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Recording video for your story

Before you set out with your video camera, think about the story you want to tell.

  • What's your story? How do you want to get your message across?
  • What pictures and sounds do you need to help tell your story?
  • Do you need a shot of a specific location or building?
  • Of one person or a group of people?
  • Of specific things mentioned in your story?


Before you begin recording

  1. Review your proposed story, what video you need. If other people are doing the story with you, make sure they are aware of shots that are needed.

  2. Equipment. Do you have it all? is it working? Check the tape/s you will be using. Check the camera. Do a test recording and play it back to make sure the camera is working. Check the battery. Remember to bring your tripod, and to check that it works.

  3. Check the audio -when you do your test recording, test the mics you plan to use. The locking parts should lock in place (and also release from being locked). The tilt and pan should operate smoothly.

  4. If you'll be recording narration over the video while you shoot, you may want to practice what you'll say before the shoot. If you'll be conducting an interview, make a list of the questions and order them in a way that makes sense to you.

  5. When you first arrive at the site, check for background noise and electrical outlets (where you can plug the camera in). Listen carefully to the sound around you because that is what your mics will hear. If you hear loud fans or traffic noise or voices, you may want to find a new location.

Setting up

  1. Set the camera up on the tripod (if you are using a tripod).

  2. Check the White balance: use "auto" for most situations. Use the "indoor" setting when the source of light is entirely artificial. The outdoor setting should be used when shooting outdoors under natural sunlight. Re-white balance if your lighting conditions change - that is, if you start video taping outside and then go inside.

  3. Check camera focus: Use auto focus for most situations. Use manual setting when there are objects in the foreground or background of your frame that will cause the camera to change focus. On auto focus remember that the camera will focus on whatever is dominant in the viewfinder.

  4. Run a test record. Check the sound and video again.

  5. Be sure there's a tape in the camera.

  6. Fast forward 30 seconds into the tape, and then start recording.

  7. Before you press record, make sure you are using the viewfinder to compose the image you want.

  8. Watch out for distracting backgrounds. Learn to use auto-focus and manual focus for different situations, play with camera angles, vary your dept of field.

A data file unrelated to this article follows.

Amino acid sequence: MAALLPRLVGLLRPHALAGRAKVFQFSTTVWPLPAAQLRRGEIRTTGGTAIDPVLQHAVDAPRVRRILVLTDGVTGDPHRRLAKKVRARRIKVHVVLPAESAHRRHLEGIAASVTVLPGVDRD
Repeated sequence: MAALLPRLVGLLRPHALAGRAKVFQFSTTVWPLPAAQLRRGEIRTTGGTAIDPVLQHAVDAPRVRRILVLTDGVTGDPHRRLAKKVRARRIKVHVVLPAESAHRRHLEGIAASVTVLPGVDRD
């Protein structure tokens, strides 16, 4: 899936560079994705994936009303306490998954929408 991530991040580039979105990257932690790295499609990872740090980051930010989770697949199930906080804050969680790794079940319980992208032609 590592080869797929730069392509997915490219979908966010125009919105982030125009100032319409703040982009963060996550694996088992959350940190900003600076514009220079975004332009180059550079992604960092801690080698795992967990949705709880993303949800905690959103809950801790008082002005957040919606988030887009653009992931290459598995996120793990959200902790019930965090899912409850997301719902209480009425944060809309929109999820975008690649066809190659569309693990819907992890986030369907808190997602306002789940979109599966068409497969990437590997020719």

9. When you are doing an interview, try to frame the person's head and shoulders in the shot so you can see his or her face clearly.

  10. Do not stand back six feet and have her whole body in the shot if it means you can't see her face. This is also important if your microphone is in the camera (instead of a separate microphone attached with a cord) because you need to be close to the person in order to record his voice clearly.


  1. Consider whether or not you will need a release form - this form is written authorization signed by the person you video tape that says you can use the video tape of them, their business, their school project, etc. If you are video taping for any reason other than personal use (for example, showing a tape to your class, putting material on the internet) you will probably need one.

  2. For each scene you are shooting, you may want to create and use a shot list. This will list all or most of the shots you need to tell your story.

  3. Allow the camera to record for five seconds before and after your shots (if you plan to edit later). This will give you areas to edit. Also, when you stop the camera, it may rewind a few seconds and tape over what you have just recorded.

  4. Start with an establishing shot, then vary your shots. If it is appropriate, use some wide shots, some medium shots, some close ups.

  5. Visualize your shots before your shoot them. Think about your compostion and purpose. (Where is my main subject in the frame? What am I trying to show? If I pan, do I have a reason?)

  6. Periodically put on the headphones (if you don't wear them all the time) to check to make sure the audio is good.

  7. Keep the length of the shot appropriate to the scene and your goal. The average visual attention span for a shot is about 3-5 seconds. However, if you're interviewing someone, your shot may last as long as the interview does.

  8. Think about the angle you are shooting from. Most shots are recorded at eye level, however low and high angles may be right for your situation.

  9. Think about the backgrounds in your shots. Does the background add to the picture? Is it distracting?

  10. Observe the lighting in your shots. Generally you want the light to be coming from behind you, so that it shines on the person's face or on the action. Do not shoot directly into the sun - it may damage the camera.

  11. Keep in mind that you are gathering shots to tell a story.

After the shoot

  1. Be sure to label all your tapes as soon as you take them out of the camera.

  2. Remove the record tabs if you want to make sure no one accidentally records over this tape.

  3. Put the equipment away. If you ran down the batteries, charge them for the next shoot. You want to do as much as you can to make sure the equipment is ready for the next crew to check out - it might be you.

  4. If you'll edit the tape, the next step is to log your tape. See Editing Your Video


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